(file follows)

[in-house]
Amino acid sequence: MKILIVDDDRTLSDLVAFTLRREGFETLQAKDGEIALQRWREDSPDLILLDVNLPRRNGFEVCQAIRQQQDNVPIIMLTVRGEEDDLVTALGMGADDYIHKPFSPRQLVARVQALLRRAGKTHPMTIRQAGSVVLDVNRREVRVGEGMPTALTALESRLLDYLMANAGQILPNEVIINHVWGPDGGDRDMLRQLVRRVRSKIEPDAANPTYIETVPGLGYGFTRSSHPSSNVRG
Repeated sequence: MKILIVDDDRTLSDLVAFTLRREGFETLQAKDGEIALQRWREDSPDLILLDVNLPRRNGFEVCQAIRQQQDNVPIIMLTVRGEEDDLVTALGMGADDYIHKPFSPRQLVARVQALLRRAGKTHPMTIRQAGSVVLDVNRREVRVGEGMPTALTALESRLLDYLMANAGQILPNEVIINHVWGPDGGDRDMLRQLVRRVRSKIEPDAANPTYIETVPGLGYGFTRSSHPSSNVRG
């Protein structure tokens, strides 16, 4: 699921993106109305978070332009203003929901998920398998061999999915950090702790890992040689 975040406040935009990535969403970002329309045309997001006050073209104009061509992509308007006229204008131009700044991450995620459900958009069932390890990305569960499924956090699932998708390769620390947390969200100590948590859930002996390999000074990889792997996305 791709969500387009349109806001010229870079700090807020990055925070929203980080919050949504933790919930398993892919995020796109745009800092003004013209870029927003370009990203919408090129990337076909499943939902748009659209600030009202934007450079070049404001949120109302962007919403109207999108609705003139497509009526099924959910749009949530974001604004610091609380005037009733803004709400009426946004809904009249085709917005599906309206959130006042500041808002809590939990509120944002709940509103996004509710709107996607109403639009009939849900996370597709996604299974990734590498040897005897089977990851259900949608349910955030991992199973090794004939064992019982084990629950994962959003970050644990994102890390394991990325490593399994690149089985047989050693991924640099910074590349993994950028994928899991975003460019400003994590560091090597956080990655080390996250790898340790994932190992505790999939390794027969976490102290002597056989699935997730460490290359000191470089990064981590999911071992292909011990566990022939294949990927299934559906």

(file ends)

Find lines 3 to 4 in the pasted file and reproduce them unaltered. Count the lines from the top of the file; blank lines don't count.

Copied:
Repeated sequence: MKILIVDDDRTLSDLVAFTLRREGFETLQAKDGEIALQRWREDSPDLILLDVNLPRRNGFEVCQAIRQQQDNVPIIMLTVRGEEDDLVTALGMGADDYIHKPFSPRQLVARVQALLRRAGKTHPMTIRQAGSVVLDVNRREVRVGEGMPTALTALESRLLDYLMANAGQILPNEVIINHVWGPDGGDRDMLRQLVRRVRSKIEPDAANPTYIETVPGLGYGFTRSSHPSSNVRG
């Protein structure tokens, strides 16, 4: 699921993106109305978070332009203003929901998920398998061999999915950090702790890992040689 975040406040935009990535969403970002329309045309997001006050073209104009061509992509308007006229204008131009700044991450995620459900958009069932390890990305569960499924956090699932998708390769620390947390969200100590948590859930002996390999000074990889792997996305 791709969500387009349109806001010229870079700090807020990055925070929203980080919050949504933790919930398993892919995020796109745009800092003004013209870029927003370009990203919408090129990337076909499943939902748009659209600030009202934007450079070049404001949120109302962007919403109207999108609705003139497509009526099924959910749009949530974001604004610091609380005037009733803004709400009426946004809904009249085709917005599906309206959130006042500041808002809590939990509120944002709940509103996004509710709107996607109403639009009939849900996370597709996604299974990734590498040897005897089977990851259900949608349910955030991992199973090794004939064992019982084990629950994962959003970050644990994102890390394991990325490593399994690149089985047989050693991924640099910074590349993994950028994928899991975003460019400003994590560091090597956080990655080390996250790898340790994932190992505790999939390794027969976490102290002597056989699935997730460490290359000191470089990064981590999911071992292909011990566990022939294949990927299934559906």